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CCAB ethical dilemmas case studies: non-executive directors

Author: ICAEW Insights

Published: 26 Sep 2022

New Code of Ethics publications highlight the importance of integrity in professional accountancy.

The CCAB has published a series of ethical dilemmas case studies in order to assist members of the CCAB bodies to understand how the Codes of Ethics of their professional bodies (‘the Code’) can be applied. For ease of use, the case studies are grouped as follows:

Professional accountants in business;

Professional accountants working in the not-for-profit sector;

Professional accountants in the public sector;

Professional accountants in public practice;

Professional accountants working as non-executive directors.

All professional accountants must comply with the five fundamental ethics principles enshrined in the Code: integrity; objectivity; professional competence and due care; confidentiality; and professional behaviour.

The case studies illustrate the application of the conceptual framework approach within the Code to resolving ethical dilemmas. This approach requires professional accountants to identify threats to compliance with the fundamental ethics principles; evaluate the threats identified; and address the threats by eliminating them, or reducing them to an acceptable level by applying safeguards. The scenarios are not intended to cover every possible circumstance, but instead they illustrate how the Code can be applied and outline key principles and processes that could be considered when facing ethical dilemmas. 

This article is one of a series published by the CCAB member bodies discussing the case studies, and it focuses particularly on the case studies for professional accountants working as non-executive directors. 

The role of the non-executive director

All members of CCAB bodies have a responsibility to behave professionally and ethically at all times, and it is important when working within an organisation that all professional accountants consider how their behaviour will help to promote an ethical culture within it. 

Individuals who are both a professional accountant and a non-executive director have a particularly important role to play in creating, promoting and maintaining an ethical culture.‘Tone at the top’ is the fundamental building block. Boards are responsible for establishing a set of clear values, defining the culture of their organisation. These values serve as the basis for how everyone in the organisation is expected to behave. Legal duties and responsibilities apply to all directors, whether executive or non-executive, paid or unpaid (eg, serving in a voluntary capacity on the board of a charity or school). All members of the board must behave in a manner that reflects the company’s values, and this should be a key driver when making critical decisions.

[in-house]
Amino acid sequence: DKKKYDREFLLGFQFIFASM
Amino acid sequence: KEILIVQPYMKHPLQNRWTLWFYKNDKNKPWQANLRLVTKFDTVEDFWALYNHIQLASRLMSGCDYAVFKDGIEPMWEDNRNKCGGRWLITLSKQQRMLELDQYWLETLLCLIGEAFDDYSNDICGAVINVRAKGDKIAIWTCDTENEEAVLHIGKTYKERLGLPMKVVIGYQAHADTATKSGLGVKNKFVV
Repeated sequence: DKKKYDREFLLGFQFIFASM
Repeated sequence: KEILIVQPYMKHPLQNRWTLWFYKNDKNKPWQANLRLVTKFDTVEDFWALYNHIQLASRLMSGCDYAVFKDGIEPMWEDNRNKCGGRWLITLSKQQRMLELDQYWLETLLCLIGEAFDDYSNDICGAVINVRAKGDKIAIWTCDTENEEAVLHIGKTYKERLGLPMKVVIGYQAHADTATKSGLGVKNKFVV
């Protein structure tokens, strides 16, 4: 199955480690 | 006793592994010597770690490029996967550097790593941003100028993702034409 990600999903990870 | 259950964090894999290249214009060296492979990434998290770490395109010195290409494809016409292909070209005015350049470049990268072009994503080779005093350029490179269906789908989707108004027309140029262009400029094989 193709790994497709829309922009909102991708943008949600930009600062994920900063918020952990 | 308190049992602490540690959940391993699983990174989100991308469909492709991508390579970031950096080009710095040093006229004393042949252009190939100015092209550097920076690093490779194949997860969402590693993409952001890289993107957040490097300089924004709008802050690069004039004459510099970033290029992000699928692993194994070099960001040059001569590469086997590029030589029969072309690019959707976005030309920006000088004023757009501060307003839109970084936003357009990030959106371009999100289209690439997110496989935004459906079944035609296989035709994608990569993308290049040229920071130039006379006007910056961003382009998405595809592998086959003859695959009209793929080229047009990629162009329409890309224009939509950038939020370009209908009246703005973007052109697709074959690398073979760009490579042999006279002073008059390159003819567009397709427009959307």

The Code emphasises that professional accountants are expected to encourage and promote an ethics-based culture in their organisation and highlights that those in more senior positions have a greater ability to be influential, therefore greater expectations are placed on them. The Code notes that this includes the promotion of effective policies and procedures to encourage and protect those who report actual or suspected illegal or unethical behaviour, including whistle-blowers.

All directors are accountable for their behaviour, and how they fulfil their duties and responsibilities. All professional accountants who are directors are expected to behave professionally and demonstrate strong ethics. 

Non-executive director case studies

The CCAB’s six case studies illustrate various scenarios, outlined briefly below, that a non-executive director could face. After describing the dilemma, each case study follows the same format, providing discussion around:

(a) Which of the five fundamental ethics principles feature more prominently for safeguarding? 

(b) What would be your key considerations in your approach to resolving the dilemma presented? 

(c) What possible course of action would you take to resolve the dilemma?

Case Study 1 – To be or not to be a non-executive director

You are a recently retired accountant who has been offered a non-executive director role for a well-known financial services provider. You have no prior experience of the financial services sector.